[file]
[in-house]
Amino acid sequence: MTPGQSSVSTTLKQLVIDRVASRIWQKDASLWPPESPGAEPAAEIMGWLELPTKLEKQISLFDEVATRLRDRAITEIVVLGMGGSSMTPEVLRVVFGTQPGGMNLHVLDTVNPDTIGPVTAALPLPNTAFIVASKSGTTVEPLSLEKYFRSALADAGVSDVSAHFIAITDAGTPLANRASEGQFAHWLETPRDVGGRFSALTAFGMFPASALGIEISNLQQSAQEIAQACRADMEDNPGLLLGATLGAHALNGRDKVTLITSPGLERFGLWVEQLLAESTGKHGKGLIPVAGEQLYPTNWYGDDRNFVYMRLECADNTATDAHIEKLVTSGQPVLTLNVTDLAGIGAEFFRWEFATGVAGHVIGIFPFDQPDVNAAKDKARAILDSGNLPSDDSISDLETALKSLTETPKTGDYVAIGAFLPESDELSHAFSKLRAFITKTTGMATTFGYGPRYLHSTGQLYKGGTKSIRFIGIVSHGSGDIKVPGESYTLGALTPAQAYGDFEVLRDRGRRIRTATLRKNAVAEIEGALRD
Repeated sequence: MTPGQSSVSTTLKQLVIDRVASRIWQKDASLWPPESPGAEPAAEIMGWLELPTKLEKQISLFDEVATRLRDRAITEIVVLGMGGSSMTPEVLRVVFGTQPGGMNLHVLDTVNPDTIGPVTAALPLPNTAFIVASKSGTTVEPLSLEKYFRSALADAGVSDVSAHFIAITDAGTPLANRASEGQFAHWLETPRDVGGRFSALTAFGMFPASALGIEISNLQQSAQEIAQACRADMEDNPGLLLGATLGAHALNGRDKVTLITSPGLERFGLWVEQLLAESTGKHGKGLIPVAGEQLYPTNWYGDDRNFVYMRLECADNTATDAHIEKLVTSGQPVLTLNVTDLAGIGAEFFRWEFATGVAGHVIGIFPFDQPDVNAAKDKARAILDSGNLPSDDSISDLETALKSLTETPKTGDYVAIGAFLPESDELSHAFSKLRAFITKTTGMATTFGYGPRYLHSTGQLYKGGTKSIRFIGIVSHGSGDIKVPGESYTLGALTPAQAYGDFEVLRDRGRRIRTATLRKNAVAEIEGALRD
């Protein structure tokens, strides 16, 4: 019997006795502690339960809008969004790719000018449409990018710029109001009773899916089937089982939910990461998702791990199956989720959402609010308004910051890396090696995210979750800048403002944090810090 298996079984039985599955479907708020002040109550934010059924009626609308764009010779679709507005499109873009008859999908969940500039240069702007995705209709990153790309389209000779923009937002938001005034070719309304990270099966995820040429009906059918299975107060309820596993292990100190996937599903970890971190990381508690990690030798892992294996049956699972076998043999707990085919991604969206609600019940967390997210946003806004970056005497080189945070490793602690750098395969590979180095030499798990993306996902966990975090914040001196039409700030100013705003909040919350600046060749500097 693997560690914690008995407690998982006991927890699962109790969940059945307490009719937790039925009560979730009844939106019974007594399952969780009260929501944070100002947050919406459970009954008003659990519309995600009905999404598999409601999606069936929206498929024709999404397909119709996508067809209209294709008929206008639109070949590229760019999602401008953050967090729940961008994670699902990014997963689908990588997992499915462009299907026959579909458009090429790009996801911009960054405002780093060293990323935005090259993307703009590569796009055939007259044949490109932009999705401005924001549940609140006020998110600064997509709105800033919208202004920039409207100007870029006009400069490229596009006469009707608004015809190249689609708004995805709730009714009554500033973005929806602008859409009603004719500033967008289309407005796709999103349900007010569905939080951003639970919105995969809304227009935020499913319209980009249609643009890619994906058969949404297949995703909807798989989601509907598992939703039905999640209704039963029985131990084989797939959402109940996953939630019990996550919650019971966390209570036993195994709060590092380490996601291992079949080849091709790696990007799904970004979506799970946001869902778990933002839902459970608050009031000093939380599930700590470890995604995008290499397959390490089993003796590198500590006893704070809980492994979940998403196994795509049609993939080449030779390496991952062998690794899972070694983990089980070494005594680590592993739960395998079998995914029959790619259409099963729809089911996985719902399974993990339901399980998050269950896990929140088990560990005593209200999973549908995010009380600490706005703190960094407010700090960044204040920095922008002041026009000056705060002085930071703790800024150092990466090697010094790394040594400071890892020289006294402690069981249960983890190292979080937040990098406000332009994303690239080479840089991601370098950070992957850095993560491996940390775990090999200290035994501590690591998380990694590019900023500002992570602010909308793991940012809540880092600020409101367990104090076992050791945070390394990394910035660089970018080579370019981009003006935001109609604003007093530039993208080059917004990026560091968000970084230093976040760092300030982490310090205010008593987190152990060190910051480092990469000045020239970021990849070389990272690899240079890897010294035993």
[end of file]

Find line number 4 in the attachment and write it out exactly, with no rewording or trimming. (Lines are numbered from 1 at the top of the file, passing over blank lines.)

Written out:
């Protein structure tokens, strides 16, 4: 019997006795502690339960809008969004790719000018449409990018710029109001009773899916089937089982939910990461998702791990199956989720959402609010308004910051890396090696995210979750800048403002944090810090 298996079984039985599955479907708020002040109550934010059924009626609308764009010779679709507005499109873009008859999908969940500039240069702007995705209709990153790309389209000779923009937002938001005034070719309304990270099966995820040429009906059918299975107060309820596993292990100190996937599903970890971190990381508690990690030798892992294996049956699972076998043999707990085919991604969206609600019940967390997210946003806004970056005497080189945070490793602690750098395969590979180095030499798990993306996902966990975090914040001196039409700030100013705003909040919350600046060749500097 693997560690914690008995407690998982006991927890699962109790969940059945307490009719937790039925009560979730009844939106019974007594399952969780009260929501944070100002947050919406459970009954008003659990519309995600009905999404598999409601999606069936929206498929024709999404397909119709996508067809209209294709008929206008639109070949590229760019999602401008953050967090729940961008994670699902990014997963689908990588997992499915462009299907026959579909458009090429790009996801911009960054405002780093060293990323935005090259993307703009590569796009055939007259044949490109932009999705401005924001549940609140006020998110600064997509709105800033919208202004920039409207100007870029006009400069490229596009006469009707608004015809190249689609708004995805709730009714009554500033973005929806602008859409009603004719500033967008289309407005796709999103349900007010569905939080951003639970919105995969809304227009935020499913319209980009249609643009890619994906058969949404297949995703909807798989989601509907598992939703039905999640209704039963029985131990084989797939959402109940996953939630019990996550919650019971966390209570036993195994709060590092380490996601291992079949080849091709790696990007799904970004979506799970946001869902778990933002839902459970608050009031000093939380599930700590470890995604995008290499397959390490089993003796590198500590006893704070809980492994979940998403196994795509049609993939080449030779390496991952062998690794899972070694983990089980070494005594680590592993739960395998079998995914029959790619259409099963729809089911996985719902399974993990339901399980998050269950896990929140088990560990005593209200999973549908995010009380600490706005703190960094407010700090960044204040920095922008002041026009000056705060002085930071703790800024150092990466090697010094790394040594400071890892020289006294402690069981249960983890190292979080937040990098406000332009994303690239080479840089991601370098950070992957850095993560491996940390775990090999200290035994501590690591998380990694590019900023500002992570602010909308793991940012809540880092600020409101367990104090076992050791945070390394990394910035660089970018080579370019981009003006935001109609604003007093530039993208080059917004990026560091968000970084230093976040760092300030982490310090205010008593987190152990060190910051480092990469000045020239970021990849070389990272690899240079890897010294035993």